FAURE: Requiem; Cantique de Jean Racine; Messe basse—Gerald Finley, bar./ Tom Pickard, treble/ Choir of King’s College, Cambridge; Orch. of the Age of Enlightenment/ Stephen Cleobury – King’s College

by | Aug 29, 2014 | SACD & Other Hi-Res Reviews

FAURE: Requiem; Cantique de Jean Racine; Messe basse – Gerald Finley, bar./ Tom Pickard, treble/ Choir of King’s College, Cambridge; Orch. of the Age of Enlightenment/ Stephen Cleobury – King’s College multichannel SACD KGS0005, 51:33 [Distr. by Harmonia mundi] ****:

The Faure Requiem is one of those pieces with a tortured revision history. Well, not exactly that severe, as there are no doubts as to which version requires what forces; but there are some to choose from, even though most orchestras have settled on the last as a textus receptus. Basically it comes down to this: the 1887-88 initial version in five movements, no winds, two violas and cellos, bass, organ, harp, and timpani, with mixed choir; the 1888-94 when the “Offertorium” was added (with baritone soloist) along with the “Libera me” and adding two bassoons, two or four horns, two trumpets, and three trombones at different places (this lasted until 1900); and the final 1900 “definitive” version which added two flutes and clarinets, as well as violins in certain movements, basically full orchestra. This is what we are most familiar with.

Cleobury has opted for “period” instruments ostensibly mimicking the turn of the century performance practices that Faure would have known, though for all practical purposes you really can’t hear anything that sounds terribly different from a modern performance. Even the organ attempts to recreate the registrations that would have been employed at the Ste. Madeleine in Paris where this 1889 premiere took place (skillfully reconstructed by Marc Rigaudiere). The orchestra is small, with violas, cellos, and basses, and with solo violin and brass in various movements. Because the “O Domine” text in the “Offertory” is absent in the original, an additional appendix has been added showing the difference with its inclusion.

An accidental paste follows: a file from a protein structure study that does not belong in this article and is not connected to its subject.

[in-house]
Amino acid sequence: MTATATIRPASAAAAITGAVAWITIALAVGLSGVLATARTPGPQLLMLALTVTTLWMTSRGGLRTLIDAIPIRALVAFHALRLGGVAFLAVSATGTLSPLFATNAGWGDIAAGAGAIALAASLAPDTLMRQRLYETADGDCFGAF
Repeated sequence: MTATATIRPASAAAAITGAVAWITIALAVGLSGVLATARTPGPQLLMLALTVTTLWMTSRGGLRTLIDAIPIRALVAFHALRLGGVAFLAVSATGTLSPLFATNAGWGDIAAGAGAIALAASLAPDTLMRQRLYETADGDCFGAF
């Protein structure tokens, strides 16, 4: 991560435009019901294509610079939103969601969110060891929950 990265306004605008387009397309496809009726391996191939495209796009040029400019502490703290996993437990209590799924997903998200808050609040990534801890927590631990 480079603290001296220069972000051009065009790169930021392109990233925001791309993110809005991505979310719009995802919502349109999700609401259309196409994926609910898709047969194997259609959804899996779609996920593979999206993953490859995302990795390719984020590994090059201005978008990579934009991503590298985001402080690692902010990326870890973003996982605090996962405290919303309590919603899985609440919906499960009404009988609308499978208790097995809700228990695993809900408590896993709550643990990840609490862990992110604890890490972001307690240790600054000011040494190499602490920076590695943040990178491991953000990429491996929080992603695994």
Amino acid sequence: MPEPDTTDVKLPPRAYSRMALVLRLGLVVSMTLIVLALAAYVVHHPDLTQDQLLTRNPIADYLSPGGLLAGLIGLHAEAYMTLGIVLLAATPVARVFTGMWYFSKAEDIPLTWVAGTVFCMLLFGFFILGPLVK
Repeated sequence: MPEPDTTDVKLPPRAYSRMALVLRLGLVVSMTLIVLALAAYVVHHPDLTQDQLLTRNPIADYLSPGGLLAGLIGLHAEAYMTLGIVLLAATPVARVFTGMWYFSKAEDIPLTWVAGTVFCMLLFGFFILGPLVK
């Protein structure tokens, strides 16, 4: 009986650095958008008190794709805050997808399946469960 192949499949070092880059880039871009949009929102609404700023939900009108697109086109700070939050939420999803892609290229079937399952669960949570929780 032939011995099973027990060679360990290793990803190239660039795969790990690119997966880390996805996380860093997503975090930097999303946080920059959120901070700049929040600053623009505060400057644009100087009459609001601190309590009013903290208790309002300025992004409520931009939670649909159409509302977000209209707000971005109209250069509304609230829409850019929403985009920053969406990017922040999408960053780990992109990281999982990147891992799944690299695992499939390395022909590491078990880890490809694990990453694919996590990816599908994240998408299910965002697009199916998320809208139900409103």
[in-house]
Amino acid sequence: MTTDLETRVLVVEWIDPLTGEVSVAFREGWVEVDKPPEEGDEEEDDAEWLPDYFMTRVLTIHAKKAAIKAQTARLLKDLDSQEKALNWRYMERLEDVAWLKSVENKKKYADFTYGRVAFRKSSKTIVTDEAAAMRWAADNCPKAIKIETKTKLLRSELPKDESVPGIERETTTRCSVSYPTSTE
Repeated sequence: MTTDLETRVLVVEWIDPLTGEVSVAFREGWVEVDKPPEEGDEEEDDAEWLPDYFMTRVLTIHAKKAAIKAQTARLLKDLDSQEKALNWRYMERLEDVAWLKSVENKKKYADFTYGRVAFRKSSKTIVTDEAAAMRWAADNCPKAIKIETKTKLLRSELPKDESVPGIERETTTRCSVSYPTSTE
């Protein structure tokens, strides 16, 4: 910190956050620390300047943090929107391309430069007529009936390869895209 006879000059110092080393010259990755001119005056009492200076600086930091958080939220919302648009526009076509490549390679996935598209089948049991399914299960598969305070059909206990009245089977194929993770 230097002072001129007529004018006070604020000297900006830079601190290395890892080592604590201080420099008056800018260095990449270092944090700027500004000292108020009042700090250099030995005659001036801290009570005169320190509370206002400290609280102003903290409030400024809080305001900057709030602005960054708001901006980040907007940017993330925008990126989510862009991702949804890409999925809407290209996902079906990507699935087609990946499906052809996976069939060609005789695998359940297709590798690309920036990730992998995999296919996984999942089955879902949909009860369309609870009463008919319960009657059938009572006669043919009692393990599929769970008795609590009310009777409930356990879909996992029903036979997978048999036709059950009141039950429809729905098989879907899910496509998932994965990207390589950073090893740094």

The singing and playing cannot be faulted—this is an exemplary performance by any standard, and the surround sound is superb, caught in the resonant acoustics of the college. Some will balk at the inclusion of boys and a treble soloist, as at this point in time Faure intended a mixed choir with a soprano soloist, but the original, because the L’église Sainte-Marie-Madeleine in Paris did not permit women choristers, did include boys, and the forces found here would be used out of necessity.

However, the Messe basse, published in 1907 but actually an early work composed in Normandy in 1881, knows no such limitations as it was intended for a three-part (SSA) division for women’s religious communities, and for a release that is centered so thoroughly on authenticity this is a bit anachronistic even though it is certain that various churches used different choral ensembles of varying skill levels, and there are other recordings that use only boys. The piece itself is a little mixed also—Andre Messager, Faure’s pupil, collaborated with Faure on the work though the composer later revised it and rewrote some of the movements. It is sung very well here.

Cantique of Jean Racine is another youthful piece, though very popular, and actually takes its text from the Tuesday Matins office from a hymn attributed to St. Ambrose. This short work represents Faure’s religious settings at their best, immaculately sung by the college choir.

This is an exemplary release, enthusiastically recommended!

—Steven Ritter

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